The best szaloncukor of the year has been chosen!
The salted caramel flavor szaloncukor created by Demeter Chocolate Kft. in Kiskunlacháza was chosen as the best of the year.
In the midst of the pandemic, Hungarian Christmas delicacy traditions forged on with the annual best of the year szaloncukor (parlor candy) competition. Typically Hungarians purchase a lot of this sweet candy each year and around HUF 9 billion are sold in the Christmas season.
The candy has a unique history as it can be traced back to the 1700s in Lyon, France. From Lyon it was brought to Hungary by a German pastry chef. It was in the 1900s when the popularity of this sweet Christmas treat grew. Traditionally, the most popular flavors are jelly and marzipan filled. The best of the year parlor candy competition creates an opportunity for new and improved concoctions to make the list and grow in popularity.
This year’s competition, for the first time ever, was organized as a civil initiative. Both small and large manufacturers had a chance to compete during these unprecedented times. They had the ability to decide to take part this year or not and how many candies they wanted to enter. The organizers who made this competition possible are Ádám and Gergely Kovács.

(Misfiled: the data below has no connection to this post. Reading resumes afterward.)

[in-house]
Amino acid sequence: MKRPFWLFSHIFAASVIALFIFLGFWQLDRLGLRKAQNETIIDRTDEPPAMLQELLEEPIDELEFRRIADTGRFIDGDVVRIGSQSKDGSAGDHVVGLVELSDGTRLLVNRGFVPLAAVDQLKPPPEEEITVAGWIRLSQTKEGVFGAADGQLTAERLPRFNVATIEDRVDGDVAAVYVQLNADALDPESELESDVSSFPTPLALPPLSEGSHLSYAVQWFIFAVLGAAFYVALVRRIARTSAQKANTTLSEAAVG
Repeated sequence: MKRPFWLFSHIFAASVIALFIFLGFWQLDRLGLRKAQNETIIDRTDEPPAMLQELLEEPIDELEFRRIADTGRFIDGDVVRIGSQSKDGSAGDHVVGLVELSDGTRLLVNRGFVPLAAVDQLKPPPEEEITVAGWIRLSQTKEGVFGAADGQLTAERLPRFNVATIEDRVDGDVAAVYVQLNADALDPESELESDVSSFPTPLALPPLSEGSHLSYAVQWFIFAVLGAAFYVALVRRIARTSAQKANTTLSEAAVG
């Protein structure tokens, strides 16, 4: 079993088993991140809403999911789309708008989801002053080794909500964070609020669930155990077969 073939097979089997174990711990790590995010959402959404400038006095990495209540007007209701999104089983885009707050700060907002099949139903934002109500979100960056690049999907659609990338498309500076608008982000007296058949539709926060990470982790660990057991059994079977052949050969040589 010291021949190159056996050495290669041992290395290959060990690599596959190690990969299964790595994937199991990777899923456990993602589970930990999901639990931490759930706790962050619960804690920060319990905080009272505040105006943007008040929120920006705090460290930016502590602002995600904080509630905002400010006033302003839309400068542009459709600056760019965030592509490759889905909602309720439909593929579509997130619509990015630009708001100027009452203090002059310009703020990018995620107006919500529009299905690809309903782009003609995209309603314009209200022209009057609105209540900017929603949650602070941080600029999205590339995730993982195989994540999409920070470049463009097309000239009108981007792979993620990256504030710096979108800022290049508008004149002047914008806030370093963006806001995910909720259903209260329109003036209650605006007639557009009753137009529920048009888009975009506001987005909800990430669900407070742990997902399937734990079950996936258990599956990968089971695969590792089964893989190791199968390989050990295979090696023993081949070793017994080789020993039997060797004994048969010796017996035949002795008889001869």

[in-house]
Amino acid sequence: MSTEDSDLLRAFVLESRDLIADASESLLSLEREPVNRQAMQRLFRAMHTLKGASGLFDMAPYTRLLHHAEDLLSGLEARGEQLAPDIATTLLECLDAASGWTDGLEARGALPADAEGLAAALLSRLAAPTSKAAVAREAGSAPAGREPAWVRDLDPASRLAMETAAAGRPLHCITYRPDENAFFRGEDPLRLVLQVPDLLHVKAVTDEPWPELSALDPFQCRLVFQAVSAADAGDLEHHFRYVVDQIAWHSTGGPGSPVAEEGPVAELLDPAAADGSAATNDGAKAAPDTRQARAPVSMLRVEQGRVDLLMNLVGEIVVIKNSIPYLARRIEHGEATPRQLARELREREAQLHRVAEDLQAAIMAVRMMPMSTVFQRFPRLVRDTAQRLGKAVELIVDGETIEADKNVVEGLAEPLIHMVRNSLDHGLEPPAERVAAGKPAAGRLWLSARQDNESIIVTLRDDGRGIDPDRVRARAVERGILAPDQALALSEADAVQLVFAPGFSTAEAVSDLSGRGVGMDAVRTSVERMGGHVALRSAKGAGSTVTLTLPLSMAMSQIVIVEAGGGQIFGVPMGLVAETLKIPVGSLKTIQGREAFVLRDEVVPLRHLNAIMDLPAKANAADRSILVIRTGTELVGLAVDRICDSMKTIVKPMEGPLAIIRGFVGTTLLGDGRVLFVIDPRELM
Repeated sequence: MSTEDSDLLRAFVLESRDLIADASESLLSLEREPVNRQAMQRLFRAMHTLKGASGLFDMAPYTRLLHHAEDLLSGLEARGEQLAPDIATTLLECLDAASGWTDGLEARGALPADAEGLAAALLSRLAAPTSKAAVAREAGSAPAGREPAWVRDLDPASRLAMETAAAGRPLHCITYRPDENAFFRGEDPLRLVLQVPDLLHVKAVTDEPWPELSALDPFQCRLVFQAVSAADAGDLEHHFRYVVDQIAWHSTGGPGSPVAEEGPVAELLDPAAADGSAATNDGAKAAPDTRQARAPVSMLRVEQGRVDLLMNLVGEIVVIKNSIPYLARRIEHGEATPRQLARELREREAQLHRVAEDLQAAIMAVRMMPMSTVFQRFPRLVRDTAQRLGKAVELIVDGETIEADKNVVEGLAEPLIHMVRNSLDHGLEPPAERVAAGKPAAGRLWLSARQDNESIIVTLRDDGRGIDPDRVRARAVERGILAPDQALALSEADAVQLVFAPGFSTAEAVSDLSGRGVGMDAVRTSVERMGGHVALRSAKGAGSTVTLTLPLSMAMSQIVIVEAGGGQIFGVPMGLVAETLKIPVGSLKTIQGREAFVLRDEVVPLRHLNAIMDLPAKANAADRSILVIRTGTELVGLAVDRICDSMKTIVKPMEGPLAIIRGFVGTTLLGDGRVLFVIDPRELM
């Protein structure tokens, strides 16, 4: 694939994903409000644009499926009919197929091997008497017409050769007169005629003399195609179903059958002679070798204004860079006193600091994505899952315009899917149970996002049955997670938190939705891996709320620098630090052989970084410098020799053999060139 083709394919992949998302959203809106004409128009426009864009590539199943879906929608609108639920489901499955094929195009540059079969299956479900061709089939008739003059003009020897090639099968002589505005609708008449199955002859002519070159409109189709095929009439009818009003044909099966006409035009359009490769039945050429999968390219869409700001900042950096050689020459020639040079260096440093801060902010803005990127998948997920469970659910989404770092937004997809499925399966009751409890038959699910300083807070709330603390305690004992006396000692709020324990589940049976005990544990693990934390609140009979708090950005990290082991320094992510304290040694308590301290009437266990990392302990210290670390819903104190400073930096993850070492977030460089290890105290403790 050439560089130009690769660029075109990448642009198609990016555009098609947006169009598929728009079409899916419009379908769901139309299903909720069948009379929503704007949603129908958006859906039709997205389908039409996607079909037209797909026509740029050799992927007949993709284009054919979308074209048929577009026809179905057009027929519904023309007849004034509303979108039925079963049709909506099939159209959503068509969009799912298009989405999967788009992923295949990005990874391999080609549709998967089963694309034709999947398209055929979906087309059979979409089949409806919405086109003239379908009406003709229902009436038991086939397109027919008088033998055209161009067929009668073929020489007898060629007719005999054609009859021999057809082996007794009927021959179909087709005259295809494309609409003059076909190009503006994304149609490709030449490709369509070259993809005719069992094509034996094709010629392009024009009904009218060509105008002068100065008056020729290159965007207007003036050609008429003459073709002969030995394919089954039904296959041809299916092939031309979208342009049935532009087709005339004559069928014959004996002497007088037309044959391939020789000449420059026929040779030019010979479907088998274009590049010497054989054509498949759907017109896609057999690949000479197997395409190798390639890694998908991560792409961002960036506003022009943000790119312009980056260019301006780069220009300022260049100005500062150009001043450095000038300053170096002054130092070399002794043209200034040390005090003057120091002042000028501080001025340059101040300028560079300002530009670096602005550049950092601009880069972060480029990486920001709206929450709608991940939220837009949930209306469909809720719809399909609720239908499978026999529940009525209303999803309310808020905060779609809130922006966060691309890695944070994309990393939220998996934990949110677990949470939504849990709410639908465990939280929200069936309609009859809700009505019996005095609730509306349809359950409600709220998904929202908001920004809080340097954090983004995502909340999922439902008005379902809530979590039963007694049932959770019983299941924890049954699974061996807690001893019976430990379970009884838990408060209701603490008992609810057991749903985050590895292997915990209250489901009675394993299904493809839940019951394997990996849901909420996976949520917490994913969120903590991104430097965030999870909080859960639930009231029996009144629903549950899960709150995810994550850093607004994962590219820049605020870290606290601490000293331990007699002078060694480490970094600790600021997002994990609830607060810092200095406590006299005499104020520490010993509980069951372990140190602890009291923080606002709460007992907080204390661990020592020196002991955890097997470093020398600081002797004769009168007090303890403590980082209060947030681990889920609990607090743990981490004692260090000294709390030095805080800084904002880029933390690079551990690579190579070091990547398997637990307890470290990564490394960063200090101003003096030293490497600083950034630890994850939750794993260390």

This year manufacturers nominated a total of 109 flavors. The winner was the salted caramel flavored szaloncukor. Runner up was a coconut cream candy from Gyula Kézműves Cukrászda. Third place was taken by Stühmer’s pistachio cream candy.
The organizers of the event also had a category that focused on candy for the more sensitive consumers. This year, Sulyán Cukrázda won first place in the sugar free category with their prune, almond, walnut and dark chocolate candy. Runner up went to Stümer’s milk chocolate candy filled with peanut butter, and third went to an almond-chocolate candy from Tesco Finest.
It is expected that less szaloncukor will be purchased this year in comparison to the previous years, due to the epidemic. However, these special treats along with other exceptional hand crafted and artisanal chocolates can be found in shops and mostly online to continue the sweet Christmas tradition.
Photo credit: Origo